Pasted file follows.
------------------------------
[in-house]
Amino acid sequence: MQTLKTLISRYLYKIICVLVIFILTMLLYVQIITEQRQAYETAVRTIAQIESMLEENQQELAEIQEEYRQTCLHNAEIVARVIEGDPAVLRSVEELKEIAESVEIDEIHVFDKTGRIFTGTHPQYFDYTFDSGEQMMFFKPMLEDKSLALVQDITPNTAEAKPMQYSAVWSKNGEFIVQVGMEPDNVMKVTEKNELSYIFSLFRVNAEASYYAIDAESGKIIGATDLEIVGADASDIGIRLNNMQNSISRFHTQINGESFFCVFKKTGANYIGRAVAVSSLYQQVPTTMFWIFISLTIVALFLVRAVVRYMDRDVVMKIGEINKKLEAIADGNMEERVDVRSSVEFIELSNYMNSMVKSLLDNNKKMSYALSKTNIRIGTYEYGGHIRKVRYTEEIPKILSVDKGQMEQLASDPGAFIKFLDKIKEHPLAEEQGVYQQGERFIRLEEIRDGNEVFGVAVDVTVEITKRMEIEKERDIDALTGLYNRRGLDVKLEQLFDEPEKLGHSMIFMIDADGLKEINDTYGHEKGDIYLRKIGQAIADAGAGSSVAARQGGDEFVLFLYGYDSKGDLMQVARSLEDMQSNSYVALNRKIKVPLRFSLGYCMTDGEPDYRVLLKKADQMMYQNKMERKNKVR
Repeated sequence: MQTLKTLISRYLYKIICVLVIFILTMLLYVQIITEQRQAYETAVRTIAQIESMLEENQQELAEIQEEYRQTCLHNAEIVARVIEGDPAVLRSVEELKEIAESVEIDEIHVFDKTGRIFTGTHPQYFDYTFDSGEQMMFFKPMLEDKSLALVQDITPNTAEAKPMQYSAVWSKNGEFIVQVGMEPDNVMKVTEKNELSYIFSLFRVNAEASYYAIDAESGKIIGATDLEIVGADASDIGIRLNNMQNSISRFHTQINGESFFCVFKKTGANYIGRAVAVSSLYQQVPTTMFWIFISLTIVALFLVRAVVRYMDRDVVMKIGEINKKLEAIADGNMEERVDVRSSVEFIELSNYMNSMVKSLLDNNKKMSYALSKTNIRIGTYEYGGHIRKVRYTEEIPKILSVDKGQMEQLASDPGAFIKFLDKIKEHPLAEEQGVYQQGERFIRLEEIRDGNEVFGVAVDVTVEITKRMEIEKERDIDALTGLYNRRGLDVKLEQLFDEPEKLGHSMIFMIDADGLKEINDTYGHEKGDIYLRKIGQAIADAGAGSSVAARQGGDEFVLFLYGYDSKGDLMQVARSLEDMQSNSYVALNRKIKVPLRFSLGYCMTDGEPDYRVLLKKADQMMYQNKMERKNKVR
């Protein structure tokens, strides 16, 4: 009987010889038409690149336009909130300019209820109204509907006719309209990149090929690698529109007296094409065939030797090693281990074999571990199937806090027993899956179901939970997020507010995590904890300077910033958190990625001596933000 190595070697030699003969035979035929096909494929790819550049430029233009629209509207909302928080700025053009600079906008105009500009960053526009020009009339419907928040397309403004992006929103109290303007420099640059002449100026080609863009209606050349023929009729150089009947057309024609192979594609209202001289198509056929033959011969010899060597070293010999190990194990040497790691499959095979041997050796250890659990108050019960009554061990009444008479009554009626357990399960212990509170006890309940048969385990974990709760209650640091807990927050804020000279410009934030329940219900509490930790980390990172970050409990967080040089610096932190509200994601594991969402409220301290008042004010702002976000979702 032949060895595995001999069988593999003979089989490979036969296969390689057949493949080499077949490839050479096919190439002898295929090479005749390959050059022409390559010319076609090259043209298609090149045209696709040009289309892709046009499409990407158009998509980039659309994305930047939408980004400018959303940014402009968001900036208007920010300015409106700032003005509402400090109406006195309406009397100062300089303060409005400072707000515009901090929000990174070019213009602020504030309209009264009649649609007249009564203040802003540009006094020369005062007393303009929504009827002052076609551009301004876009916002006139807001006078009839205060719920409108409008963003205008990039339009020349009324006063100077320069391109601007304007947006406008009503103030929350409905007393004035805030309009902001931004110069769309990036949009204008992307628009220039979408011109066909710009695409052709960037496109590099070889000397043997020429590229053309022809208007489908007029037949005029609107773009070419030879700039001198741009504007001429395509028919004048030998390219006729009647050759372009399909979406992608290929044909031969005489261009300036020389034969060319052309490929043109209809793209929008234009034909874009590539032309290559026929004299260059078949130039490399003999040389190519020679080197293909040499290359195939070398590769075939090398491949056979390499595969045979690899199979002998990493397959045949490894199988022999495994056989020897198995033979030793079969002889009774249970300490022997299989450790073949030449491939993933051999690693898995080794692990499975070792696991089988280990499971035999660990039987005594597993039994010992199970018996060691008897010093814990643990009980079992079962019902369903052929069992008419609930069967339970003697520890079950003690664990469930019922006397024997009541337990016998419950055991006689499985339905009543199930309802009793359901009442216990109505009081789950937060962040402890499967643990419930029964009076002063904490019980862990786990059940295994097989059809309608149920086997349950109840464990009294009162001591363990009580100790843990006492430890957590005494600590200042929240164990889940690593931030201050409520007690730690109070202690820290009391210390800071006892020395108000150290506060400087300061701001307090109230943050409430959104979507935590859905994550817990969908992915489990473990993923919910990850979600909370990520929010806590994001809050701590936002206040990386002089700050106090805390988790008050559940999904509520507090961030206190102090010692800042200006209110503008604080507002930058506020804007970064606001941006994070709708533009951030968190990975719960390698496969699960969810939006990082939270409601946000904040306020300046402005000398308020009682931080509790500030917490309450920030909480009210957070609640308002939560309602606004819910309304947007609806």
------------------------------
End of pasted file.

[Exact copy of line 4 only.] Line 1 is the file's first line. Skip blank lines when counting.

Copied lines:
């Protein structure tokens, strides 16, 4: 009987010889038409690149336009909130300019209820109204509907006719309209990149090929690698529109007296094409065939030797090693281990074999571990199937806090027993899956179901939970997020507010995590904890300077910033958190990625001596933000 190595070697030699003969035979035929096909494929790819550049430029233009629209509207909302928080700025053009600079906008105009500009960053526009020009009339419907928040397309403004992006929103109290303007420099640059002449100026080609863009209606050349023929009729150089009947057309024609192979594609209202001289198509056929033959011969010899060597070293010999190990194990040497790691499959095979041997050796250890659990108050019960009554061990009444008479009554009626357990399960212990509170006890309940048969385990974990709760209650640091807990927050804020000279410009934030329940219900509490930790980390990172970050409990967080040089610096932190509200994601594991969402409220301290008042004010702002976000979702 032949060895595995001999069988593999003979089989490979036969296969390689057949493949080499077949490839050479096919190439002898295929090479005749390959050059022409390559010319076609090259043209298609090149045209696709040009289309892709046009499409990407158009998509980039659309994305930047939408980004400018959303940014402009968001900036208007920010300015409106700032003005509402400090109406006195309406009397100062300089303060409005400072707000515009901090929000990174070019213009602020504030309209009264009649649609007249009564203040802003540009006094020369005062007393303009929504009827002052076609551009301004876009916002006139807001006078009839205060719920409108409008963003205008990039339009020349009324006063100077320069391109601007304007947006406008009503103030929350409905007393004035805030309009902001931004110069769309990036949009204008992307628009220039979408011109066909710009695409052709960037496109590099070889000397043997020429590229053309022809208007489908007029037949005029609107773009070419030879700039001198741009504007001429395509028919004048030998390219006729009647050759372009399909979406992608290929044909031969005489261009300036020389034969060319052309490929043109209809793209929008234009034909874009590539032309290559026929004299260059078949130039490399003999040389190519020679080197293909040499290359195939070398590769075939090398491949056979390499595969045979690899199979002998990493397959045949490894199988022999495994056989020897198995033979030793079969002889009774249970300490022997299989450790073949030449491939993933051999690693898995080794692990499975070792696991089988280990499971035999660990039987005594597993039994010992199970018996060691008897010093814990643990009980079992079962019902369903052929069992008419609930069967339970003697520890079950003690664990469930019922006397024997009541337990016998419950055991006689499985339905009543199930309802009793359901009442216990109505009081789950937060962040402890499967643990419930029964009076002063904490019980862990786990059940295994097989059809309608149920086997349950109840464990009294009162001591363990009580100790843990006492430890957590005494600590200042929240164990889940690593931030201050409520007690730690109070202690820290009391210390800071006892020395108000150290506060400087300061701001307090109230943050409430959104979507935590859905994550817990969908992915489990473990993923919910990850979600909370990520929010806590994001809050701590936002206040990386002089700050106090805390988790008050559940999904509520507090961030206190102090010692800042200006209110503008604080507002930058506020804007970064606001941006994070709708533009951030968190990975719960390698496969699960969810939006990082939270409601946000904040306020300046402005000398308020009682931080509790500030917490309450920030909480009210957070609640308002939560309602606004819910309304947007609806």